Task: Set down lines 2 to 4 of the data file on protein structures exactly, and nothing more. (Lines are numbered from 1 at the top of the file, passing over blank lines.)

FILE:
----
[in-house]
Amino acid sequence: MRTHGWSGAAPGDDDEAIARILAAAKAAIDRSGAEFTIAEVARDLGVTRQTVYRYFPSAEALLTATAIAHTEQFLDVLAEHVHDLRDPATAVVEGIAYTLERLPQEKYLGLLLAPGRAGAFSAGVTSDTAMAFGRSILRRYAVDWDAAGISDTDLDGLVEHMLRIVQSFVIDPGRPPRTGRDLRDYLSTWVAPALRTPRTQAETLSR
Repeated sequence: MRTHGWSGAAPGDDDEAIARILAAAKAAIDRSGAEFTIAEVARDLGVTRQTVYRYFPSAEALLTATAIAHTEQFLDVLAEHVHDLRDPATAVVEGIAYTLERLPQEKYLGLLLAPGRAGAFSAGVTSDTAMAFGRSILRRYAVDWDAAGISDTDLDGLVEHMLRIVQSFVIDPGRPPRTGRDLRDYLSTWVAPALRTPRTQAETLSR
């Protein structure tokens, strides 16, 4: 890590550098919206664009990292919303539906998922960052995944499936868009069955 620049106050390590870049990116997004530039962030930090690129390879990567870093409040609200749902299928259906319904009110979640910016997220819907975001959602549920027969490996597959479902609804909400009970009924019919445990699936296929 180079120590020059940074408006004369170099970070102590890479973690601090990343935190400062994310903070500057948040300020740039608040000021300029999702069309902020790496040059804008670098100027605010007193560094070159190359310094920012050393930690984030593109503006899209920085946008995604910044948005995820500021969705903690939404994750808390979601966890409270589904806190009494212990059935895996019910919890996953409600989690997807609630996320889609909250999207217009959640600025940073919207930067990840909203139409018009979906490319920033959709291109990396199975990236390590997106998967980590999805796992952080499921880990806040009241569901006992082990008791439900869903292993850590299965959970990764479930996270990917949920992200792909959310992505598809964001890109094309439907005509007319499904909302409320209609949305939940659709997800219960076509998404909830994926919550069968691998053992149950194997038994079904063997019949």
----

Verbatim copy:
Amino acid sequence: MRTHGWSGAAPGDDDEAIARILAAAKAAIDRSGAEFTIAEVARDLGVTRQTVYRYFPSAEALLTATAIAHTEQFLDVLAEHVHDLRDPATAVVEGIAYTLERLPQEKYLGLLLAPGRAGAFSAGVTSDTAMAFGRSILRRYAVDWDAAGISDTDLDGLVEHMLRIVQSFVIDPGRPPRTGRDLRDYLSTWVAPALRTPRTQAETLSR
Repeated sequence: MRTHGWSGAAPGDDDEAIARILAAAKAAIDRSGAEFTIAEVARDLGVTRQTVYRYFPSAEALLTATAIAHTEQFLDVLAEHVHDLRDPATAVVEGIAYTLERLPQEKYLGLLLAPGRAGAFSAGVTSDTAMAFGRSILRRYAVDWDAAGISDTDLDGLVEHMLRIVQSFVIDPGRPPRTGRDLRDYLSTWVAPALRTPRTQAETLSR
């Protein structure tokens, strides 16, 4: 890590550098919206664009990292919303539906998922960052995944499936868009069955 620049106050390590870049990116997004530039962030930090690129390879990567870093409040609200749902299928259906319904009110979640910016997220819907975001959602549920027969490996597959479902609804909400009970009924019919445990699936296929 180079120590020059940074408006004369170099970070102590890479973690601090990343935190400062994310903070500057948040300020740039608040000021300029999702069309902020790496040059804008670098100027605010007193560094070159190359310094920012050393930690984030593109503006899209920085946008995604910044948005995820500021969705903690939404994750808390979601966890409270589904806190009494212990059935895996019910919890996953409600989690997807609630996320889609909250999207217009959640600025940073919207930067990840909203139409018009979906490319920033959709291109990396199975990236390590997106998967980590999805796992952080499921880990806040009241569901006992082990008791439900869903292993850590299965959970990764479930996270990917949920992200792909959310992505598809964001890109094309439907005509007319499904909302409320209609949305939940659709997800219960076509998404909830994926919550069968691998053992149950194997038994079904063997019949």